In our latest post, we’re going to discuss bandgaps and find out why SiC’s wide bandgap is key to its usefulness.
What Are Bandgaps?
When it comes to conduction and insulation, there are two types of bands within a material: the conduction band and the valence band. In order for an electron to be conducted, it needs enough energy to bridge the bandgap between the valence band and the conduction band. Materials that are conductors have conduction and valence bands that either overlap or have a very small bandgap, while insulators have an extremely wide gap.
The bandgap refers to the energy difference between the top of the valence band and the bottom of the conduction band. Another way of expressing it is that the bandgap represents the amount of energy needed for an electron to successfully make the jump between the valence band and the conduction band. Because semiconductors can both conduct and insulate, they will always have a non-zero bandgap that lies somewhere between what you would see with an insulator and a conductor.
The bandgap represents energy and is measured in eV (electron volts, a unit of energy equal to approximately 1.602×10−19 J). The bandgap of SiC is 3.26 eV, compared to that of Si at 1.12 eV or GaAs (Gallium Arsenide) at 1.42 eV. SiC, therefore, is referred to as having a wide bandgap.
The Benefits of a Wide Bandgap
Wide bandgap semiconductor materials such as SiC offer many advantages over more traditional semiconductor materials (such as Si). Consider the fact that a bandgap shrinks as temperatures rise: if we start with a wide bandgap, then rising temperatures will have far less effect on functionality. Because SiC has a wide bandgap, it can continue to function in much higher temperatures, often up to 400°C.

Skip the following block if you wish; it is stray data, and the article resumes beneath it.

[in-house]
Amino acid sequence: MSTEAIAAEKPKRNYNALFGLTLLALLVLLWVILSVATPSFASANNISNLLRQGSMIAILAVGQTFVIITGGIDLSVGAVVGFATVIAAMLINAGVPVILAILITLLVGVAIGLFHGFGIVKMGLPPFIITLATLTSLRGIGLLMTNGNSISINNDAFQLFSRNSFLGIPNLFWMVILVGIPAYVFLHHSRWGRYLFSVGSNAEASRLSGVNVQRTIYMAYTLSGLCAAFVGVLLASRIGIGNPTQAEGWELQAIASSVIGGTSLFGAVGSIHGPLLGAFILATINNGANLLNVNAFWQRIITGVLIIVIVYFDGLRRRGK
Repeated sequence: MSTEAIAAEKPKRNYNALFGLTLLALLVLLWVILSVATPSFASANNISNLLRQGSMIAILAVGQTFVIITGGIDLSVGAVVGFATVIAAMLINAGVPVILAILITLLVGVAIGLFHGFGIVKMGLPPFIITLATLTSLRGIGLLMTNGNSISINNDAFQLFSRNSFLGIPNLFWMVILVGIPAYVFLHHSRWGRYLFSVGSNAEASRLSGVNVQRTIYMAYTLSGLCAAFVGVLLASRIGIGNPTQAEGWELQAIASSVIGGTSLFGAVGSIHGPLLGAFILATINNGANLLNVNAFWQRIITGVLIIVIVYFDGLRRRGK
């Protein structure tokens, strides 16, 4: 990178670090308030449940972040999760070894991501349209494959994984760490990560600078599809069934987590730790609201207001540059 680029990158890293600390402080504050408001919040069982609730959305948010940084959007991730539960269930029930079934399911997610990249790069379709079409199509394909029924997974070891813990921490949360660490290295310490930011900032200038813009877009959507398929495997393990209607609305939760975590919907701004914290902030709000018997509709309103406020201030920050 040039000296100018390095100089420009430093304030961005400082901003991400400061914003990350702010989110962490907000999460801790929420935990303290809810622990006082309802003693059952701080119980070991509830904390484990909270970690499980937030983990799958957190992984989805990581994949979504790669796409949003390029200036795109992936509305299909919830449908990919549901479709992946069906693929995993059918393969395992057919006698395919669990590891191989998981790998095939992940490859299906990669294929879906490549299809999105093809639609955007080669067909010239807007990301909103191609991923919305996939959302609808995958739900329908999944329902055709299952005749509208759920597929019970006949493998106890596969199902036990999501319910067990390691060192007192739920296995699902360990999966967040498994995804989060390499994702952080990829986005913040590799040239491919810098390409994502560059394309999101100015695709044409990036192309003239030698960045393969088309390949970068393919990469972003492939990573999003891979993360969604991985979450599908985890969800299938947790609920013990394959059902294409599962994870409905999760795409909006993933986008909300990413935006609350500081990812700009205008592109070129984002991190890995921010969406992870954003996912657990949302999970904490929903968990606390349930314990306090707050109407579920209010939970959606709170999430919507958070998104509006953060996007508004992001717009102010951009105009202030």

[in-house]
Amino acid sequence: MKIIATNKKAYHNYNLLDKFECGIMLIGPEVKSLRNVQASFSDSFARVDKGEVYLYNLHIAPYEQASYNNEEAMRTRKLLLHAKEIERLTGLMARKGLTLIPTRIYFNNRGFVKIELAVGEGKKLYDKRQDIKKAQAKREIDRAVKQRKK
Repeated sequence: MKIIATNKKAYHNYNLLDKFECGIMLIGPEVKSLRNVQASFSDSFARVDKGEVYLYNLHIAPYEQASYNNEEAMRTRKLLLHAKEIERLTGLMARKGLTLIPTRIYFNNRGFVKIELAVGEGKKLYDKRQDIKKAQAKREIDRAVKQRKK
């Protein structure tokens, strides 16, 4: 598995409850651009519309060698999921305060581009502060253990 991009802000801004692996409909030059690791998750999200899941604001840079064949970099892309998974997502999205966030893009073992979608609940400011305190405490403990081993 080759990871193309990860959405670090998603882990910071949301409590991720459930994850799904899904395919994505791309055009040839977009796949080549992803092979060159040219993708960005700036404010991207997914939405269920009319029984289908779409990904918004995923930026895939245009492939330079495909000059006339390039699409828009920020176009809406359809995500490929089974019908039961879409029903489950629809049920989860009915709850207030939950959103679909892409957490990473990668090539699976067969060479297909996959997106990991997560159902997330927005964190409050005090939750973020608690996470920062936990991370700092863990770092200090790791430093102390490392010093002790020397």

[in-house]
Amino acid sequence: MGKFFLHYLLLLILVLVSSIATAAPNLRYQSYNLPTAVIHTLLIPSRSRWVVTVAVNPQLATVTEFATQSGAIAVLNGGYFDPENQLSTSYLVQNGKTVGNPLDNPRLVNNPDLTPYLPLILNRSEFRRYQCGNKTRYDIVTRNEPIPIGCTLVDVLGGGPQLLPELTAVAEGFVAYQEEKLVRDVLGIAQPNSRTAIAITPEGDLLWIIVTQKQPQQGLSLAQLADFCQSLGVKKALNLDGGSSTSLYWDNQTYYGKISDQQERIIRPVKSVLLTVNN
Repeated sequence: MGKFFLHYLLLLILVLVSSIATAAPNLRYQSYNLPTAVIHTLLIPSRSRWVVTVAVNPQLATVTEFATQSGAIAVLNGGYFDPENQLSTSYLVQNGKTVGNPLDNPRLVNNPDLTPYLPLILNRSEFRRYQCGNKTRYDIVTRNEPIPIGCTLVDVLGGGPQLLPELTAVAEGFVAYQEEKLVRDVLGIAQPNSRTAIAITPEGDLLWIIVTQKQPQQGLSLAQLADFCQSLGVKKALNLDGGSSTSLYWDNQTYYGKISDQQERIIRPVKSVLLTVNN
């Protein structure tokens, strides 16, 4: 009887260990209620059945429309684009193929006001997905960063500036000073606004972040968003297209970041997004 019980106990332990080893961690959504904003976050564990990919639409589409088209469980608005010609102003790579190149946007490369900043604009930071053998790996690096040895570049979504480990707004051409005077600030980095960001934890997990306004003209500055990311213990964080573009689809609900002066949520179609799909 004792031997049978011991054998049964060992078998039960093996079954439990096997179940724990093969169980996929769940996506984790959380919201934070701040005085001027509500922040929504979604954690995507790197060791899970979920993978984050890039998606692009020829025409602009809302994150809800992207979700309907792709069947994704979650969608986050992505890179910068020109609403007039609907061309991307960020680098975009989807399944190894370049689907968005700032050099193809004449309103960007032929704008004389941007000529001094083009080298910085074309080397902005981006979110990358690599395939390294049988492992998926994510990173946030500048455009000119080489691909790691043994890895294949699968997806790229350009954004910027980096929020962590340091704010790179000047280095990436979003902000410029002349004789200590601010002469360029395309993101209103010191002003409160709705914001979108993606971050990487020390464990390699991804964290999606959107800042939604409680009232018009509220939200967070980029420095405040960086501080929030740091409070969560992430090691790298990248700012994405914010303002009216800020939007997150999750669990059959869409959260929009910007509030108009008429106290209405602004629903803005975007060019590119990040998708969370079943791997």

Heat can also be distributed more effectively with SiC, often eliminating the need for fans and heat sinks. When it comes to design with SiC, systems will be more compact, exhibit better efficiency, and require smaller-sized magnetics for power applications. This is all, at least partly, thanks to the benefits that come directly from SiC’s wide bandgap.
Components made from SiC are faster, smaller, and more reliable than those made from its counterparts. The wider bandgap of SiC facilitates switching larger voltages. Components made with wide bandgap semiconductors such as SiC also operate at significantly higher voltages, power levels, and frequencies. SiC components have higher operating speeds, and power components made with SiC also offer improved efficiency for DC-DC, AC-DC, and DC-AC conversion.
Wide Bandgap, Wide Range of Uses
Because SiC has a much wider bandgap than other semiconductor materials such as Si or GaAs, it possesses some critical advantages, including the ability to handle higher voltages and power, higher operating temperatures, faster switching, better efficiency, and a significantly smaller form factor. SiC components have been proven ideal for challenging applications such as those involving hybrid and electric vehicles, renewable energy, power factor boost correction, uninterruptible power supplies, down-hole drilling for the petrochemical industry, and much more.